California State Water Resources Board to Roll Out “PFAS Phased Investigation Plan”
The California State Water Resources Control Board will immediately roll out Orders for a “PFAS Phased Investigation Plan” to systematically obtain PFAS effluent and drinking water data. Phase I will involve over 1,500 airports, landfills, and drinking water wells across the state. Phase II will cover Refineries, Bulk Terminals, non-airport fire training areas, and urban fire areas. Phase III will cover secondary manufacturers, waste water treatment plants, and domestic wells.
In Phase I of its Investigation Plan, beginning this month (March), the Water Board will issue orders under California Water Code §13627 (discharges from facilities) and Health and Safety Code §116400 (drinking water sources) to:
- 31 airports and 578 drinking water wells within a 2-mile radius of the airports;
- 252 municipal solid waste landfills and 353 drinking water wells in within a 1-mile radius of the landfills; and
- 389 impacted drinking water sources within a 1-mile radius of systems flagged in the Environmental Protection Agency’s (EPA) Unregulated Contaminant Monitory Rule (UCMR) as having hits of PFAS (tested at that time) and adjacent, smaller drinking water systems as deemed necessary on a case-by-case basis.
Under Water Code §13627, the Water Board may order a discharger (here, airports and landfills) to submit technical or monitoring reports providing information about volumes of chemical discharged from a facility, including through stormwater and industrial process water discharges. The orders often directly implicate a facility’s discharge (NPDES) permit issued by the Water Board, or its lack of such a permit. Failure to comply may subject the facility operator to civil and criminal penalties. During its presentation, DDW specified it would be seeking answers to a questionnaire concerning PFAS use, a work plan for testing, and testing for PFAS from each facility. For landfills specifically, the Water Board will be ordering a one-time testing event in search of PFAS.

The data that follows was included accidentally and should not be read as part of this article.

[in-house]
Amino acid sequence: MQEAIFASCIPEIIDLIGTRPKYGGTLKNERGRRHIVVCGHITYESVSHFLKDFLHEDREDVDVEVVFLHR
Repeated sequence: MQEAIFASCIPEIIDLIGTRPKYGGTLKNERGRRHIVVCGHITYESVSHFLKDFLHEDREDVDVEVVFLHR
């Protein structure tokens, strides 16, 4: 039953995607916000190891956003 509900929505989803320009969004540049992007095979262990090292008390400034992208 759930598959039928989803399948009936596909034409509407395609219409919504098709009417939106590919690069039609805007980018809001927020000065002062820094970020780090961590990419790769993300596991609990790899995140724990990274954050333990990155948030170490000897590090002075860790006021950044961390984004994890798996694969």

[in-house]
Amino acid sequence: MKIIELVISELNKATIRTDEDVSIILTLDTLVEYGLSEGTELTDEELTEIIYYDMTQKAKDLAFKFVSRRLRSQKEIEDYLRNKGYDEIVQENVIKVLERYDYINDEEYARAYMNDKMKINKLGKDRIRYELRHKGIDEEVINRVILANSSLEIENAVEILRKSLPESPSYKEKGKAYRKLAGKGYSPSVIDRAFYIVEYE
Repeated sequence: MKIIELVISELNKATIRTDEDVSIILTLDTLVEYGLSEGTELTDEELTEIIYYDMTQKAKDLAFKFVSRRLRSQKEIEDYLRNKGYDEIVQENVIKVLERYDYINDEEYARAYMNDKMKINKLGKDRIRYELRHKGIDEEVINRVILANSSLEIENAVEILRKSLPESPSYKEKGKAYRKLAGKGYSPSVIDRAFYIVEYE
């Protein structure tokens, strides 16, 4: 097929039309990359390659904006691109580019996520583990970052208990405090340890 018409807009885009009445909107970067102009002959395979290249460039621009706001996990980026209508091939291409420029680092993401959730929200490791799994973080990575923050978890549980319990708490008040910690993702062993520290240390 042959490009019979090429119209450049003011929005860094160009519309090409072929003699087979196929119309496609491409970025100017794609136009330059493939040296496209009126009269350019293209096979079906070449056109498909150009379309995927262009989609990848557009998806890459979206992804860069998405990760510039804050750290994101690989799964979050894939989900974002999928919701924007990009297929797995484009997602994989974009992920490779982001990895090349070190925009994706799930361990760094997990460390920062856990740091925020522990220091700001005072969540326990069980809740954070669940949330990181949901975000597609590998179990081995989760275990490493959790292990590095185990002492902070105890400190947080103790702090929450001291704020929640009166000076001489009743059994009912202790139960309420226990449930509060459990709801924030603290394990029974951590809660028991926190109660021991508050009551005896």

Under Health Code §116400, if the Water Board determines that a public water system is subject to potential contamination, the Water Board may, by order, require the public water system to conduct a periodic water analysis in accordance with conditions specified by the Department. To date, California has not required public water systems to report on PFAS. Instead, the Water Board issued the interim Notification Levels last year, which have no enforcement effect at all. Thus, issuing §116400 orders will be a major shift in how California regulates its drinking water systems.
Phases II and III are set to begin in Fall 2019 or shortly thereafter. It was not stated what “secondary” manufacturing facilities will be targeted, but several presentations throughout the workshop highlighted the historical “metal plating” operations in California as a potential source of PFAS. Additionally, the EPA’s recently published “Action Plan” (found here) identifies the following point-source categories that it intends to target for additional waste discharge studies: organic chemicals, plastics, synthetic fibers, pulp and paper, textiles, and airports. Thus, one may predict these facilities will be in the mix of “secondary” sources the Water Board will be targeting.
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